Where do I even begin this post?
I've missed writing about last night's game and plenty else happened earlier today and tonight, but right now, I can't think back much further than the sixth inning.
Clay Buchholz was introduced to a hero's welcome at Camden Yards to begin the sixth. During sideline commentary a little later, Tina Cervasio would actually refer to him as "The Future of the Red Sox." The worship has begun in earnest. And I'll admit that means at least some part of me is a little bit afraid for him.
The thing that gets me about Clay Buchholz is how openly awestruck he's been about his big-league experience, whether it's smiling nervously and saying, "Wow," as the Fenway crowd rained down a roar after his no-hitter or "aw, shucks"-ing his way through a press conference.
I also love it when he chews on his glove. That's his "tell", if you will, like D-Lowe's hat removal / forehead swipe or Beckett's squint and mile-a-minute chewing, his unconscious expression of both distress and an awesome total immersal in the task at hand.
Tonight that was happening by the second batter of the sixth. Buchholz walked the first batter, Brian Roberts, and then almost immediately began to show signs of losing it, running the count to 2-0 on Tike Redman and prompting a mound visit from John Farrell, Kevin Cash, and before it was over, Julio Lugo.
After the visit, Brian Roberts wasted no time in feinting and shucking and jiving at first base, in a successful attempt to distract Buchholz. Who is a wee, embryonic little pitcher, still, after all. Then Tike rendered the issue moot with a grounder through the gap into right, putting two men on and prompting teeth to meet glove-leather.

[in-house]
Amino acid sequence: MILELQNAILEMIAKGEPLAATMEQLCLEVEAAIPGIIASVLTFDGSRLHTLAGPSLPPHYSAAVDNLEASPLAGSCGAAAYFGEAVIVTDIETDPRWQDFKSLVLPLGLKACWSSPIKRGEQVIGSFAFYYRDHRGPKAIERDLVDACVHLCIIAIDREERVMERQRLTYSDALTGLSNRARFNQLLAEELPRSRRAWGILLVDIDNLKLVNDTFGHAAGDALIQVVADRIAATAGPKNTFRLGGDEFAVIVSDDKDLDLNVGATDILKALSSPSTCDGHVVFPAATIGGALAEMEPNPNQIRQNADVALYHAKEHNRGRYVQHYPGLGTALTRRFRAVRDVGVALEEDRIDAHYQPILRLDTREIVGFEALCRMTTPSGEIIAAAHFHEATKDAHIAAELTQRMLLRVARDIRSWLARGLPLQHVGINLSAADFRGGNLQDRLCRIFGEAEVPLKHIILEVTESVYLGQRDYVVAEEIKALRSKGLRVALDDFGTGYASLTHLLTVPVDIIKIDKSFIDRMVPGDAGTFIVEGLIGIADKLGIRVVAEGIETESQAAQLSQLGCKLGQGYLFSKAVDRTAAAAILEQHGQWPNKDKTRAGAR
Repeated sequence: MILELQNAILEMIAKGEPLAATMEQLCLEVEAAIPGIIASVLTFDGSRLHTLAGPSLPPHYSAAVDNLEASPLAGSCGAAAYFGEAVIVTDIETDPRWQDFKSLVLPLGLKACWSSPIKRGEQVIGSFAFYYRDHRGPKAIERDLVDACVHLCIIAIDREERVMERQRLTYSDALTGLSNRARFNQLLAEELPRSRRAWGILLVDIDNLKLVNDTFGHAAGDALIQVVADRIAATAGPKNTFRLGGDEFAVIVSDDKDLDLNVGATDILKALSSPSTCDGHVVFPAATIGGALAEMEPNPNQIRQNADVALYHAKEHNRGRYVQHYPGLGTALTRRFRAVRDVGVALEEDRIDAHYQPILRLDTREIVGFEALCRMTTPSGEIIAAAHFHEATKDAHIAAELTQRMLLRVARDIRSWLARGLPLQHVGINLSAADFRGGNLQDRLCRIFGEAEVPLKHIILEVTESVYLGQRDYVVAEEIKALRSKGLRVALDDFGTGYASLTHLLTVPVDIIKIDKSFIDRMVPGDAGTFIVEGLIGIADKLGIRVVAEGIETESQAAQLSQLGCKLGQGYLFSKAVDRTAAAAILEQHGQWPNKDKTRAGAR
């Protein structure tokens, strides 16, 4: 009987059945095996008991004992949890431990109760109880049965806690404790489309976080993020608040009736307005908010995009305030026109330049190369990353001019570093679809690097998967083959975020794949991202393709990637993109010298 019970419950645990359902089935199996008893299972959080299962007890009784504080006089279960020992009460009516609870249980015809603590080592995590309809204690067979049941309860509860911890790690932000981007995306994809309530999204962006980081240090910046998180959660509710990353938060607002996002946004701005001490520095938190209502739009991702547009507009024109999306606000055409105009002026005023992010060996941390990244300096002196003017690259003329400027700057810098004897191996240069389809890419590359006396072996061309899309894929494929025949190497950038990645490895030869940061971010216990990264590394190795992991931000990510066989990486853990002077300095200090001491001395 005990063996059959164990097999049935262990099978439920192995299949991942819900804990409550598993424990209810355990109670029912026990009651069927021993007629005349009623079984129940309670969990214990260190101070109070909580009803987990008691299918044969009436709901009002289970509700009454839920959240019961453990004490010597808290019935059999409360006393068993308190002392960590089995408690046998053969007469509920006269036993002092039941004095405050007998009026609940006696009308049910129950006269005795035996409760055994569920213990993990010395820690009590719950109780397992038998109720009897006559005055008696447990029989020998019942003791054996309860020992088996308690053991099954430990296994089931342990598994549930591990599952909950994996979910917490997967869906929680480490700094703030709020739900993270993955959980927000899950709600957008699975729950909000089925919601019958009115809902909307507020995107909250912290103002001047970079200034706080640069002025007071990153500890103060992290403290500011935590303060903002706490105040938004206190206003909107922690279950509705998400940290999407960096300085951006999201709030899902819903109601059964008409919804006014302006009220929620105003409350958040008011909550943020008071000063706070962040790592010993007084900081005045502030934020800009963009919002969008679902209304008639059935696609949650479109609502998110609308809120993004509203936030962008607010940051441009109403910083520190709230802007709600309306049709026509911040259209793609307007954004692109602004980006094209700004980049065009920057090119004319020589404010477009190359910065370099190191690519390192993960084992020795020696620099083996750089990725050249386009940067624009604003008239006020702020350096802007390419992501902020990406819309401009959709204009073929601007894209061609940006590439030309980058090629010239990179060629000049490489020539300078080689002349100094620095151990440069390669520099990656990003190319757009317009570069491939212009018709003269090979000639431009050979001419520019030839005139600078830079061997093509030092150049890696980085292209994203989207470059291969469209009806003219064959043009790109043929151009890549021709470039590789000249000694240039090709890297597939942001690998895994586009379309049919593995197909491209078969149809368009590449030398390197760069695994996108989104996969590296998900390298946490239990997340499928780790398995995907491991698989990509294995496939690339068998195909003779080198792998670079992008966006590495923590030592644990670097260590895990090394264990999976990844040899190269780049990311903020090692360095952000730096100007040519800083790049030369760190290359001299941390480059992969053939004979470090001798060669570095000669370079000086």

There was a kind of primitive thing happening out there, as Roberts continued relentlessly badgering Buchholz from second while Markakis stood menacingly at the plate, the gateway to the heart of the O's order. They were literally big-leaguing him.
My heart was in my throat, watching this. Suddenly I was certain I was about to see Buchholz give up a three-run homer. Maybe it's necessary, I thought, like some sort of initiation rite. He can't be perfect forever, so why not break him in now? That's at least one possible explanation for why Tito didn't have anyone up behind Buchholz even as he walked Markakis to load the bases.
Or maybe that was an "I believe in you, kid," move. Maybe a little of both. Either he sinks or he swims. This is annoying to fans as it is not purely about winning the game. At least, not this particular game, tonight. Instead, seemingly with a much bigger picture in mind, Tito put it all on the line with Buchholz on the mound.
Impossible to overstate the terror in that bases-loaded, no-out situation. Buchholz himself was anything but poker-faced. He was sighing so much he was nearly panting on the mound between pitches. By the time Miguel Tejada was taking a mighty hack at Buchholz's fastball, demonstrating his murderous swing for the young Texan, I was completely absorbed myself, locked with Clay, whose every move I scrutinized, in the blood-curdling panic of this inning.